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Woman dies from rifle wound

December 05, 1999|By JULIE E. GREENE

HEDGESVILLE, W.Va. - A Tomahawk area woman died Saturday night in what family members described as a tragic accidental shooting after her husband dropped his hunting rifle.

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Carla F. Lewis, 52, was pronounced dead at City Hospital at 6:35 p.m. on Saturday from a gunshot wound to the torso, said Berkeley County Coroner Sandra Brining.

Lewis was drying her hair in the bathroom adjacent to the couple's bedroom around 5:42 p.m. when her husband was moving a rifle and other items off the bed. The rifle fell, struck the floor and discharged, according to family members and West Virginia State Police.

William M. "Will" Lewis had gone hunting in the morning and returned early to their home at the corner of W.Va. 7 and Oak Grove School Road because it was too warm to hunt deer, said Rosalie Kesecker, Carla's older sister.

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He put the rifle on the bed, Kesecker said. Later his wife asked him to put it away or move it, Kesecker said.

The shooting was still under investigation as of Sunday, said Senior Trooper J.L. Phillips. No charges had been filed. Lewis' body will be sent to Morgantown, W.Va., early in the week for an autopsy, he said.

"She was just always there for everybody, helping. A terrific mother, whenever we needed her," said Lewis' son, Glenn Riner.

"She loved to garden. She loved cooking," said Riner, 31, of Tomahawk.

Despite being exhausted and having a hurt shoulder, Lewis baked Christmas cookies last week, Riner said.

Lewis was a baker at Wal-Mart at 800 Foxcroft Ave. and before that had been a baker for Martin's Food Market, Kesecker said.

"She would just bake all this stuff and eat and eat and eat," but it never showed, said Kesecker, 61, of Rock Cliff Drive in Martinsburg, W.Va.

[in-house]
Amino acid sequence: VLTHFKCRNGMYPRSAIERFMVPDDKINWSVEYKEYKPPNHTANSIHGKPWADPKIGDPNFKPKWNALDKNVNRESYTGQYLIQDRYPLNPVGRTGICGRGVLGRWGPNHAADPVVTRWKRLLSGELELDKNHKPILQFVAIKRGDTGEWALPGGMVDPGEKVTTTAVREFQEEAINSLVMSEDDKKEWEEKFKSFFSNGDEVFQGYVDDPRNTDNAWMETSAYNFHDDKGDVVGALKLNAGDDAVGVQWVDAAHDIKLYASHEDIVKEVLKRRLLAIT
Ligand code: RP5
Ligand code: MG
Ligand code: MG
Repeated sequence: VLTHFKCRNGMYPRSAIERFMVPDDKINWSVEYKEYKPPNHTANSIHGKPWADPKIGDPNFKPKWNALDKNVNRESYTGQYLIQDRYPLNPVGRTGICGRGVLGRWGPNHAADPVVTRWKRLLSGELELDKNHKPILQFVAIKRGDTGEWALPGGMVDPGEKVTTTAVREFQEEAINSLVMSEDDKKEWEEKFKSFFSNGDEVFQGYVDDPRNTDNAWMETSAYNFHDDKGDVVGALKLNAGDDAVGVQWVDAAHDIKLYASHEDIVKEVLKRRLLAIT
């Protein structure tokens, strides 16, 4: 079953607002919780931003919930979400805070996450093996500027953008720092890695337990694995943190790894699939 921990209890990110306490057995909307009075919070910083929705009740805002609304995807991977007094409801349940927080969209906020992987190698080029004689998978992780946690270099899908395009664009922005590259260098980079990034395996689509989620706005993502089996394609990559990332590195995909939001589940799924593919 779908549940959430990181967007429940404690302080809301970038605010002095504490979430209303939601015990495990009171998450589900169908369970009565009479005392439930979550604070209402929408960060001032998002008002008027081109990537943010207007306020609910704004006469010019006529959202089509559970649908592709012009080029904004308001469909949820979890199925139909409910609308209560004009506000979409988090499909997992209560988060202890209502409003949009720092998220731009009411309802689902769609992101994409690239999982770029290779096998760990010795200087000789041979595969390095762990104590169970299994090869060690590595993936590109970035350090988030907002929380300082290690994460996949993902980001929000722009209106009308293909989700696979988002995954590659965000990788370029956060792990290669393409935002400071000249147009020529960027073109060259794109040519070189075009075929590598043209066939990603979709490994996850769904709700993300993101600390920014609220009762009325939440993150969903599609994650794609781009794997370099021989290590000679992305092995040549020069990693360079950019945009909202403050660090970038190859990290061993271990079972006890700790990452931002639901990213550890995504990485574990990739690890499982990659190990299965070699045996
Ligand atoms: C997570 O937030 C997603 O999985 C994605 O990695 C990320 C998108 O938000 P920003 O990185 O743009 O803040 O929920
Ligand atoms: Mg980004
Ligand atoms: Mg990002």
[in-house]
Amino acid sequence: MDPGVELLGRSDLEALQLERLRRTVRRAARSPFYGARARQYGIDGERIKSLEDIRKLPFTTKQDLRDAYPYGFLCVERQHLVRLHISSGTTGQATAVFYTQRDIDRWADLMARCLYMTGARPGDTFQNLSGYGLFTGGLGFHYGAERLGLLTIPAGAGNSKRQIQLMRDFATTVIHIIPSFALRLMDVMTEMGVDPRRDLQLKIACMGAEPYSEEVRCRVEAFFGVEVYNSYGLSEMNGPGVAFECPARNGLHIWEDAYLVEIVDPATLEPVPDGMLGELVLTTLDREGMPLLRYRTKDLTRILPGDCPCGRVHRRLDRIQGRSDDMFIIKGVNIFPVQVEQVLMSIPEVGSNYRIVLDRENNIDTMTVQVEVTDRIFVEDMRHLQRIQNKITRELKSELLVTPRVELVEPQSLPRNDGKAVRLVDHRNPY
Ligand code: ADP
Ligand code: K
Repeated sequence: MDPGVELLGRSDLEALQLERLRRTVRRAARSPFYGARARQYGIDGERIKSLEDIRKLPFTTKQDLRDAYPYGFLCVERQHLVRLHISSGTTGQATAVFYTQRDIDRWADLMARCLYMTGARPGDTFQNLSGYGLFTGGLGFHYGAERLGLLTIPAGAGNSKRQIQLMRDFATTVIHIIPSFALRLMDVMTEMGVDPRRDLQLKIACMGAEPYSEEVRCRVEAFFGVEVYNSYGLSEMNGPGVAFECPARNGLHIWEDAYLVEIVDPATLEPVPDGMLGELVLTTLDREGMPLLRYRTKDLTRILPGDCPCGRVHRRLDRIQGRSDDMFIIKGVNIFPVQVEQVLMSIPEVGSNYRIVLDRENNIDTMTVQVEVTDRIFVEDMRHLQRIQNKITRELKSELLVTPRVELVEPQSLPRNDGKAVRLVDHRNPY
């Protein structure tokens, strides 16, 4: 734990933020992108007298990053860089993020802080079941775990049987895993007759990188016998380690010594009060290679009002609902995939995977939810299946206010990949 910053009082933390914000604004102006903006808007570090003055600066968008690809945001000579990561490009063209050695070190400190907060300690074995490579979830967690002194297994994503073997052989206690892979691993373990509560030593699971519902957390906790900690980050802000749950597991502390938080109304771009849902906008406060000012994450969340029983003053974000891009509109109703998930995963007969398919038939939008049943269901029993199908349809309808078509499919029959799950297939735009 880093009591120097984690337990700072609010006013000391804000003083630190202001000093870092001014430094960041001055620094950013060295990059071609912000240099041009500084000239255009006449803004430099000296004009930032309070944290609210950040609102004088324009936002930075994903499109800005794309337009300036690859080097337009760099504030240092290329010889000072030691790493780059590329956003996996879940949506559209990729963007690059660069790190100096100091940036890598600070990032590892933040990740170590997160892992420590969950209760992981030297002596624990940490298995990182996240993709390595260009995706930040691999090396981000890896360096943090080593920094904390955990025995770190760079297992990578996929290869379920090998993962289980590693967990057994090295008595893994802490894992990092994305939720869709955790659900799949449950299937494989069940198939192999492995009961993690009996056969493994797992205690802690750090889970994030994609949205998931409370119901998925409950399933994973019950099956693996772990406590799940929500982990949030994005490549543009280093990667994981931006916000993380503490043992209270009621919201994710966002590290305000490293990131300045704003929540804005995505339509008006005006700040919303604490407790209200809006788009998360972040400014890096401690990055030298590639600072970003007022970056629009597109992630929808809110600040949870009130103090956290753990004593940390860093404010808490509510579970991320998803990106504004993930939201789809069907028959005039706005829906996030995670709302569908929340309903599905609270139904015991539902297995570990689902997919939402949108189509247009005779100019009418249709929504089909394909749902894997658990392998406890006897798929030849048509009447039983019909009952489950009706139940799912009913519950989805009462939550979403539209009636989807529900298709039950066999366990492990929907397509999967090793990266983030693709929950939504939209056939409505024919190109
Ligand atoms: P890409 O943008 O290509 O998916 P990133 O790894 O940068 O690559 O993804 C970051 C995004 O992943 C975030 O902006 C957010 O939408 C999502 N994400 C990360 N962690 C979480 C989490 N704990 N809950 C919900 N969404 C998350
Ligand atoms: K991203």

Kesecker and family members noted two rooms in the beige ranch-style house were full of Christmas presents. She kept her presents for Will Lewis, her husband of more than 20 years, in one room while he kept hers in another, they said.

On a wall in the spare room hangs a plaque that reads, "My day is complete. I heard a child laugh," said Lewis' niece, Cissi Watson, 42, of Hedgesville.

Lewis, called "Bobbie" by family members, loved to spend time with her grandchildren, the son and daughter of her daughter, Melissa Reid, 35, of Inwood, W.Va.

Lewis would call them her "precious little angels," Watson said. She would spoil the young children and get them anything she could, Watson said.

Lewis grew up in the Tomahawk area and attended Hedgesville High School.

Kesecker said she last saw her baby sister on Thursday at Wal-Mart, where they hugged, as they did whenever they saw each other.

Carla Lewis had told Kesecker she'd had a dream in which she'd seen Kesecker's deceased son, Barron, and wanted to know if anything was wrong at home, Kesecker said.

Lewis' husband, Will, 43, could not be reached for comment on Sunday. Earlier that morning he had taken down the Christmas tree and decorative icicle lights around the outside of the house, saying he couldn't spend Christmas there, family members said.

The orange extension cord sat in a pile on the front stoop.

Lewis also is survived by her siblings Calvin DeHaven, of Inwood; Allen DeHaven, of the Hedgesville area; Mable Sherman, of Inwood; Paul DeHaven, of Hedgesville; and Ruby Markley, of Hedgesville.

She was preceded in death by her parents, Hollis and Rose DeHaven, of Tomahawk; and her brother, Elwood DeHaven.

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